The economic crisis has severely shaken views on the traditional capitalist economy and forced business to envisage how the market economy can regain both its vitality and its credibility, a two-day weekend seminar on the future of capitalism concluded.
The seminar, sponsored by the ICC Research Foundation in conjunction with the Harvard Business School, brought together 50 international business leaders and academics to devise elements of an action plan for business to deal with the fallout from the crisis. Led by Harvard Business School Professor Joseph Bower, an academic team presented data pointing to a world-wide economic recovery in the medium term, but with persistent unemployment and increasing economic inequality.
The experts identified the existence of a longer-term challenge for business – dealing with issues including income inequality, climate change, and the threats of de-globalization and protectionism. Discussions centered on the need for companies to view themselves as “social” enterprises with a responsibility to society, with most participants agreeing that the public believes business has drifted away from this concept in recent years.
ICC Chairman Victor K Fung reminded participants that the founders of ICC viewed themselves as “merchants of peace” with the mission of helping to spread prosperity around the world. “Governments and business are looking for direction because many of our assumptions about the market economy have been shaken,” Mr Fung said. “While action by governments will continue to be necessary, strategic action by companies is necessary to help revive and reshape the global economy.” The vision of a social role for business continues to motivate many successful companies.
Case studies presented by representatives of IBM, General Electric and other firms demonstrated how companies can integrate into their business model activities which provide benefits to society beyond their core role of creating value for shareholders and employees.
Former World Bank President James Wolfensohn told participants that business can’t dissociate itself from the realities of the global economy in which they seek to grow and thrive. Between now and 2050, he said, the poles of the world economy will shift, with Asia entering into a period of political and economic influence it has not known since the 19th century. Per capita incomes in the region will rise close to those existing in today’s developed countries while at the same time millions of people will be left behind, particularly in Africa, generating resentment and anger.
He presented the case for business to engage in the effort to deal with poverty, climate change and other global issues as a practical matter: “If we don’t do something meaningful about poverty we will not be able to leave for our children a world of peace and prosperity,” Mr Wolfensohn said.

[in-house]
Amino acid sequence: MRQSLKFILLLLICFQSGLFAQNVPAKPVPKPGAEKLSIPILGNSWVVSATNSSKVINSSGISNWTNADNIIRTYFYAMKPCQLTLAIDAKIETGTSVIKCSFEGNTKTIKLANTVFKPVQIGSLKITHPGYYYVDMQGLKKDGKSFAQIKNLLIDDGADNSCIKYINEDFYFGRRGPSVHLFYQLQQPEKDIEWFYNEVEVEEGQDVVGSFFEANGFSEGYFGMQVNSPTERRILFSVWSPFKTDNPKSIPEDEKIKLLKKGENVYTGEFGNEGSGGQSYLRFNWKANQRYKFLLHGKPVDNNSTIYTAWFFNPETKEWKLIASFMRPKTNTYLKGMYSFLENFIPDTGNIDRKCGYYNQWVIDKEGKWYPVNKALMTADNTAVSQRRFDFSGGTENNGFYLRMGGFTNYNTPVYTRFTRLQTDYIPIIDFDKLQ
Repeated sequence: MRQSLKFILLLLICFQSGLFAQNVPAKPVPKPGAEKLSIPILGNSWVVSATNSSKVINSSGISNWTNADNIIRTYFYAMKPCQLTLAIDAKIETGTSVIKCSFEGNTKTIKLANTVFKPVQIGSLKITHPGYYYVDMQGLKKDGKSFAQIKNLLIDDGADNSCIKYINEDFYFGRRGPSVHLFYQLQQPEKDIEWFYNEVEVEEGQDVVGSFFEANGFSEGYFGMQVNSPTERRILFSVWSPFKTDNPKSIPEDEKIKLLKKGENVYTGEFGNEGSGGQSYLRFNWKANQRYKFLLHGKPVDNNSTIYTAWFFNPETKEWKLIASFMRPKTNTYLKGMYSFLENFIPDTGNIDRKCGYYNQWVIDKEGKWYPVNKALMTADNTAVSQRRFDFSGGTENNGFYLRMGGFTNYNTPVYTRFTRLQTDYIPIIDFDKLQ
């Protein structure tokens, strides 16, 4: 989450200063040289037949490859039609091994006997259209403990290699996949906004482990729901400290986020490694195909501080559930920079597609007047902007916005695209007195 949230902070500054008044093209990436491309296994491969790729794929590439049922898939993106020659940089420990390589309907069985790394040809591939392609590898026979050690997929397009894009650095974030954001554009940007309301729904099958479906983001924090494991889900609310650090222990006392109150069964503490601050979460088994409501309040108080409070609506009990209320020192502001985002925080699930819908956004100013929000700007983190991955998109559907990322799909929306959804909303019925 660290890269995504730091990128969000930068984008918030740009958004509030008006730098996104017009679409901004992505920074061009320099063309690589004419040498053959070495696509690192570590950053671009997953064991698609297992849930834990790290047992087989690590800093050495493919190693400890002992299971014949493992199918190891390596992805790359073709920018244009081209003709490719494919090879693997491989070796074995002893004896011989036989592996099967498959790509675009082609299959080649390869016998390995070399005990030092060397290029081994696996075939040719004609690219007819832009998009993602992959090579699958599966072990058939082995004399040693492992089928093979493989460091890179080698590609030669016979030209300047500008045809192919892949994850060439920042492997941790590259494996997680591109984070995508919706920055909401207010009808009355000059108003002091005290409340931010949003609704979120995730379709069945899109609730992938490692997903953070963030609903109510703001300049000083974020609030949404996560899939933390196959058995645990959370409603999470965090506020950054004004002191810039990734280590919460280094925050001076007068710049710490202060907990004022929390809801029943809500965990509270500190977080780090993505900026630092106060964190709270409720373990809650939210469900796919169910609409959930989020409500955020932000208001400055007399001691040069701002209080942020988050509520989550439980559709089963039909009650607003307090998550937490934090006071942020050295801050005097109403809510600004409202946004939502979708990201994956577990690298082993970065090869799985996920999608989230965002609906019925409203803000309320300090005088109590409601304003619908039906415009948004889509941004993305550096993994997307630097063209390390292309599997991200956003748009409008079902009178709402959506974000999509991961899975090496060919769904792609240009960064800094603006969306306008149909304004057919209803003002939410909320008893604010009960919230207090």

The complete results of the Harvard Business School-ICC workshop will be presented by the research leaders at the ICC India regional CEO forum in New Delhi on 4-5 December, 2009. The complete results will be available on this website.
|Day one - 9 October 2009
||Introduction and dinner
- Victor K Fung, Chairman ICC and ICC Research Foundation
- Dean Jay Light, Harvard Business School
- Professor Joseph Bower, Harvard Business School
- Introduction of resources (Professors Chu, Moss and Nancy Barry)
||The Long Term Global Economic Prognosis: An Overview Including the Effects of the Crisis
World Bank Forecast, Analysis by the HBS academic team supplemented by views of business leaders - Professor Joseph Bower
The State of the World Economy
Mr James Wolfensohn, Chairman and CEO, Wolfensohn and Company LLC, President of the World Bank (1995-2005)
Dealing With the Global Economic Prospect - Challenges for Business and Governments
Plenary discussion: Dealing with the potential destabilizers
• Growing income inequality within countries and across regions
• Rise of protectionism and economic nationalism,
• Decline of global trade and rising unemployment
• Global shifts in economic and political power
• Retreat from multilateralism
• Climate change and sustainable development
Day two - 10 October 2009
Summary of previous session – Victor K. Fung
Introduction to current session – Joseph Bower
||Strengthening the Market Economy – the Crisis and Beyond
Case studies of effective measures taken by companies IBM, China Mobile, and GE Ecomagination
||Breakout group discussions
Focus on actions that can be taken by companies, governments and
multilateral organizations on:
• The bottom half of the market
• Financial regulation
• Reviving trade/multilateral and regional trade
• Climate change and sustainable development
• Company and country governance
An action plan
• Reports by rapporteurs from breakout groups
• Plenary discussion – Professor Lynn Sharpe Paine
||Summary and conclusions
A workable action plan
a. Actions that individual companies should take
b. Actions which national governments should adopt
c. Actions to be taken by international institutions